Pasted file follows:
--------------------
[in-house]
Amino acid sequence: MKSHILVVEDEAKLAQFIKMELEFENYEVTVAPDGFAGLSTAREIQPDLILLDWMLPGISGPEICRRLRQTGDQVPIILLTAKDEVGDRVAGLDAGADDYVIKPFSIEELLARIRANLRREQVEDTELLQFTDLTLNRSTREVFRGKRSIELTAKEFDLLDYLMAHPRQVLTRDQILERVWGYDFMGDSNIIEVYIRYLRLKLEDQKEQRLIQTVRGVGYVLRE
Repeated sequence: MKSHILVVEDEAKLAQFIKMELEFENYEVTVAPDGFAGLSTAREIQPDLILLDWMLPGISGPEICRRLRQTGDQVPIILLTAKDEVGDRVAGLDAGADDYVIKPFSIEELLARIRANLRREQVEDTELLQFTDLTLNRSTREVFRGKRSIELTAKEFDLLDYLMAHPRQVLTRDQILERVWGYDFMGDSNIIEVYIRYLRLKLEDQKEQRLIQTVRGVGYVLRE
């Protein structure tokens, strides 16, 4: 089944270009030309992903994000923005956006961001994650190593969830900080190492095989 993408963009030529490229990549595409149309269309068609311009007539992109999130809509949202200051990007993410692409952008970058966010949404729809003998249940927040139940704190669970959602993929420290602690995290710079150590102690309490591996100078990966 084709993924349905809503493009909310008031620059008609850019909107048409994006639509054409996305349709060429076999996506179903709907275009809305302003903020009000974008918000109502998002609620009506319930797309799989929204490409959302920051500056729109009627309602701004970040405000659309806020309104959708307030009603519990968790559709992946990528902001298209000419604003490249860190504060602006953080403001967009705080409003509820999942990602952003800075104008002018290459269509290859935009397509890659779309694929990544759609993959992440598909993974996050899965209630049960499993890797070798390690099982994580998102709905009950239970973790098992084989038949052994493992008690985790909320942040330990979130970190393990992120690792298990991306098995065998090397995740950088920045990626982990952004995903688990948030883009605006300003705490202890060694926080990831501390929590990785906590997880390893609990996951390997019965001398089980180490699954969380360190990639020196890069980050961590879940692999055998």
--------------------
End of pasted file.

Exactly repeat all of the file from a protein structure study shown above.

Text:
[in-house]
Amino acid sequence: MKSHILVVEDEAKLAQFIKMELEFENYEVTVAPDGFAGLSTAREIQPDLILLDWMLPGISGPEICRRLRQTGDQVPIILLTAKDEVGDRVAGLDAGADDYVIKPFSIEELLARIRANLRREQVEDTELLQFTDLTLNRSTREVFRGKRSIELTAKEFDLLDYLMAHPRQVLTRDQILERVWGYDFMGDSNIIEVYIRYLRLKLEDQKEQRLIQTVRGVGYVLRE
Repeated sequence: MKSHILVVEDEAKLAQFIKMELEFENYEVTVAPDGFAGLSTAREIQPDLILLDWMLPGISGPEICRRLRQTGDQVPIILLTAKDEVGDRVAGLDAGADDYVIKPFSIEELLARIRANLRREQVEDTELLQFTDLTLNRSTREVFRGKRSIELTAKEFDLLDYLMAHPRQVLTRDQILERVWGYDFMGDSNIIEVYIRYLRLKLEDQKEQRLIQTVRGVGYVLRE
């Protein structure tokens, strides 16, 4: 089944270009030309992903994000923005956006961001994650190593969830900080190492095989 993408963009030529490229990549595409149309269309068609311009007539992109999130809509949202200051990007993410692409952008970058966010949404729809003998249940927040139940704190669970959602993929420290602690995290710079150590102690309490591996100078990966 084709993924349905809503493009909310008031620059008609850019909107048409994006639509054409996305349709060429076999996506179903709907275009809305302003903020009000974008918000109502998002609620009506319930797309799989929204490409959302920051500056729109009627309602701004970040405000659309806020309104959708307030009603519990968790559709992946990528902001298209000419604003490249860190504060602006953080403001967009705080409003509820999942990602952003800075104008002018290459269509290859935009397509890659779309694929990544759609993959992440598909993974996050899965209630049960499993890797070798390690099982994580998102709905009950239970973790098992084989038949052994493992008690985790909320942040330990979130970190393990992120690792298990991306098995065998090397995740950088920045990626982990952004995903688990948030883009605006300003705490202890060694926080990831501390929590990785906590997880390893609990996951390997019965001398089980180490699954969380360190990639020196890069980050961590879940692999055998």